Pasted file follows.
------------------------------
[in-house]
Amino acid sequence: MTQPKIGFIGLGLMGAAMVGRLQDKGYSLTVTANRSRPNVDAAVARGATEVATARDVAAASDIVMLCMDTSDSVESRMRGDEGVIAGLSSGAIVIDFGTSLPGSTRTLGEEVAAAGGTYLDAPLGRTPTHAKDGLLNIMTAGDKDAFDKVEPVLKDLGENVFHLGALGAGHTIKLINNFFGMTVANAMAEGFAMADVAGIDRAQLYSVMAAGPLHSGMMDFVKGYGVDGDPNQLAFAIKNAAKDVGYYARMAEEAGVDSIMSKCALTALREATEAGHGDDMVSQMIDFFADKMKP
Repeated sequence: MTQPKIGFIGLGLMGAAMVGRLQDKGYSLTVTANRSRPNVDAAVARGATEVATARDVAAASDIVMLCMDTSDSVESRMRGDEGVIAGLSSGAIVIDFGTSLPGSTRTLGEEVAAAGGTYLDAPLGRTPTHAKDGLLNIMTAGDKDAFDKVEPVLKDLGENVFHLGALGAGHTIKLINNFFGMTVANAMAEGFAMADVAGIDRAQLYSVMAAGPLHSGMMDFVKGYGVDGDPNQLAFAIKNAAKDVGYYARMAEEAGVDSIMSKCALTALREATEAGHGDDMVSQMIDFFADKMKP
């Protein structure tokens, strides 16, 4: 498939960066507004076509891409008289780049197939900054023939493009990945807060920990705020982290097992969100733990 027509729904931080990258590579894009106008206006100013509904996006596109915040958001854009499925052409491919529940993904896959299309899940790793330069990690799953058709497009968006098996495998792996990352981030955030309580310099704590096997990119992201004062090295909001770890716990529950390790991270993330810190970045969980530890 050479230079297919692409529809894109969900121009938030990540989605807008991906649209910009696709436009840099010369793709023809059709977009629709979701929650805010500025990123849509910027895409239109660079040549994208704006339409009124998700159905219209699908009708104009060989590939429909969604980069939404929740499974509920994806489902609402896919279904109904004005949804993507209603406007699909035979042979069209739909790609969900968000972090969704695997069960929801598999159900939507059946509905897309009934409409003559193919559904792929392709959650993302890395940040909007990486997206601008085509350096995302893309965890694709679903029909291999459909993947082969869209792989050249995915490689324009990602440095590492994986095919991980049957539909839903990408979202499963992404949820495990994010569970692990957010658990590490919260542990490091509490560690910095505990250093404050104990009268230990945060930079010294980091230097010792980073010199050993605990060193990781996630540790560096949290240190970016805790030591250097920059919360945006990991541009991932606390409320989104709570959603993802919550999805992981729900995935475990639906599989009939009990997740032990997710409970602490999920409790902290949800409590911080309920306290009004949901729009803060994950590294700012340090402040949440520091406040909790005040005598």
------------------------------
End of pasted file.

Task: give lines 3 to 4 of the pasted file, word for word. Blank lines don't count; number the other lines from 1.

Repeated sequence: MTQPKIGFIGLGLMGAAMVGRLQDKGYSLTVTANRSRPNVDAAVARGATEVATARDVAAASDIVMLCMDTSDSVESRMRGDEGVIAGLSSGAIVIDFGTSLPGSTRTLGEEVAAAGGTYLDAPLGRTPTHAKDGLLNIMTAGDKDAFDKVEPVLKDLGENVFHLGALGAGHTIKLINNFFGMTVANAMAEGFAMADVAGIDRAQLYSVMAAGPLHSGMMDFVKGYGVDGDPNQLAFAIKNAAKDVGYYARMAEEAGVDSIMSKCALTALREATEAGHGDDMVSQMIDFFADKMKP
């Protein structure tokens, strides 16, 4: 498939960066507004076509891409008289780049197939900054023939493009990945807060920990705020982290097992969100733990 027509729904931080990258590579894009106008206006100013509904996006596109915040958001854009499925052409491919529940993904896959299309899940790793330069990690799953058709497009968006098996495998792996990352981030955030309580310099704590096997990119992201004062090295909001770890716990529950390790991270993330810190970045969980530890 050479230079297919692409529809894109969900121009938030990540989605807008991906649209910009696709436009840099010369793709023809059709977009629709979701929650805010500025990123849509910027895409239109660079040549994208704006339409009124998700159905219209699908009708104009060989590939429909969604980069939404929740499974509920994806489902609402896919279904109904004005949804993507209603406007699909035979042979069209739909790609969900968000972090969704695997069960929801598999159900939507059946509905897309009934409409003559193919559904792929392709959650993302890395940040909007990486997206601008085509350096995302893309965890694709679903029909291999459909993947082969869209792989050249995915490689324009990602440095590492994986095919991980049957539909839903990408979202499963992404949820495990994010569970692990957010658990590490919260542990490091509490560690910095505990250093404050104990009268230990945060930079010294980091230097010792980073010199050993605990060193990781996630540790560096949290240190970016805790030591250097920059919360945006990991541009991932606390409320989104709570959603993802919550999805992981729900995935475990639906599989009939009990997740032990997710409970602490999920409790902290949800409590911080309920306290009004949901729009803060994950590294700012340090402040949440520091406040909790005040005598």